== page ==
Last edited: Aug 22, 2001
  7. SimplyCosmic

    SimplyCosmic ERGO. VIS A VIS. CONCORDANTLY.

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    Most of my time in IT has been in "infrastructure support" of some sort, be it networking or general support. Generally, the smaller the company, the more general support you give, with larger companies requiring people to specialise.

    As to what someone in the industry should or shouldn't do, the best advice is the same as any other field: Determine what will allow you to stand out from everyone else. Don't neglect basic competency skills and certifications, but look for something to give you an "edge" compared to the other hundred or so people applying for a job.

    A prime example is the MCSE. At one time it was something that stood out on a resume, but now with everyone and their pet dog having one, it's been devauled. It'd be nice to have to show basic competency, but something a little less common, like a CCNA or what not will help me out more.

    There are still plenty of jobs for Java developers, just not as much in the flashy publicly accessible web site area. However, alot of companies use Java for cross-platform internal business applications, which is a nice place to be for job security. Not the most exciting thing in the world, but you'll be less likely to be in the unemployment line with the dot.com people.

    As for becoming a Database Admin (DBA), let's put it this way: From the very beginnings of corporate computing, data collection, processing and warehousing have been very important core department duties. This will not change. Ever. This is another one of those non-flashy, behind the scenes jobs, that every company needs at least one of, if not an entire department dedicated to. There's a reason why Oracle, a database software developer, isn't all that far behind Microsoft in annual profits.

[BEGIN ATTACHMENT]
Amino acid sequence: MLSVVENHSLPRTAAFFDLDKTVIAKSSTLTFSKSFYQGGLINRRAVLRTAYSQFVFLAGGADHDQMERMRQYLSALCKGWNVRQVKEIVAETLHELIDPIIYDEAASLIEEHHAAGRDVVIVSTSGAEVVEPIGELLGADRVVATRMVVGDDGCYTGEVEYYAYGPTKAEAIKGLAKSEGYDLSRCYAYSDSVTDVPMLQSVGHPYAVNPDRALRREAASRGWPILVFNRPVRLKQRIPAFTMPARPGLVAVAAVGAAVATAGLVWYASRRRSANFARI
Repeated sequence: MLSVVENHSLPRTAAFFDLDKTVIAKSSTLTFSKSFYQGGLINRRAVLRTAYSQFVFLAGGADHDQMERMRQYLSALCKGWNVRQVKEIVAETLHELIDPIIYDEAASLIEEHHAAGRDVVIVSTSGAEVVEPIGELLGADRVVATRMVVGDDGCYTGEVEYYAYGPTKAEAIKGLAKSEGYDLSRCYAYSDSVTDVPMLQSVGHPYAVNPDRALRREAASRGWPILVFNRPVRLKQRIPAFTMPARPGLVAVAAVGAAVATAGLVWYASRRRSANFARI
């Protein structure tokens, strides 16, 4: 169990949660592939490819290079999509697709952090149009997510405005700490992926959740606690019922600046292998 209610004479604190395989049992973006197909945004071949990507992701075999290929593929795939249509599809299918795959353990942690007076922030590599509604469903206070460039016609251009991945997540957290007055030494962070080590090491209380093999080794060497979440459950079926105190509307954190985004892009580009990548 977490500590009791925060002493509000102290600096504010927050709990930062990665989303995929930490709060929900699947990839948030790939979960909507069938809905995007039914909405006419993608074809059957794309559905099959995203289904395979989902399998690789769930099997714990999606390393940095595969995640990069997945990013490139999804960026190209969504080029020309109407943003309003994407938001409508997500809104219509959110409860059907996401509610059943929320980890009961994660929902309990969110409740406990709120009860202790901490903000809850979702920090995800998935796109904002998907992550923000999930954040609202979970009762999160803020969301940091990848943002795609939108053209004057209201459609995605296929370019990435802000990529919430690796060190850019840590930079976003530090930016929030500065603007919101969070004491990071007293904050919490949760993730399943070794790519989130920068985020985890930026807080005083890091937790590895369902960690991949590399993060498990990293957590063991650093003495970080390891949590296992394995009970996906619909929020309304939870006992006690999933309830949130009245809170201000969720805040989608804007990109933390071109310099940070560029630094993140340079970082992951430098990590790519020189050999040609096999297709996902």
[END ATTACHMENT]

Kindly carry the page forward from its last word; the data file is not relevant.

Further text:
So, the questions fall back to what they do no matter what your field:
    • What are your goals?
    • Where do you want to be in five years?
    • What will it take to get there?
    Answer those, and the majority of your planning will be done for you.
     
  8. Sapphire Nights

    Sapphire Nights BANNED

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    Yes, I was told by an "old hand" to stick with the boring, bread and butter parts of IT. All the "fun" jobs don't pay.

    I am thinking I don't really like development. You live per project. DBA's and software support will always be needed consistently.

    I have given up on trying to have fun at work. Oh well, that is why they call it work.
     
  9. TwoHardCore

    TwoHardCore New Member

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    I think you hit the nail on the head!
     
  10. SimplyCosmic

    SimplyCosmic ERGO. VIS A VIS. CONCORDANTLY.

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    That's why I concentrate on the people side of the problems I handle at work.

    Otherwise, though I like technology and love a good challenge, I'd be bored with the non-sexy work that I do, which in the end is what actually keeps the company going.

    Besides, DBA's get plenty of time to goof off online. Look at GunnerX. That lazy SOB hasn't done more than thirty minutes of "real" work in the last few years. ;)
     
  11. AriTheDog

    AriTheDog frog steering expert

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    well... i'm heading into IT.

    would either of you care to give me a few tips?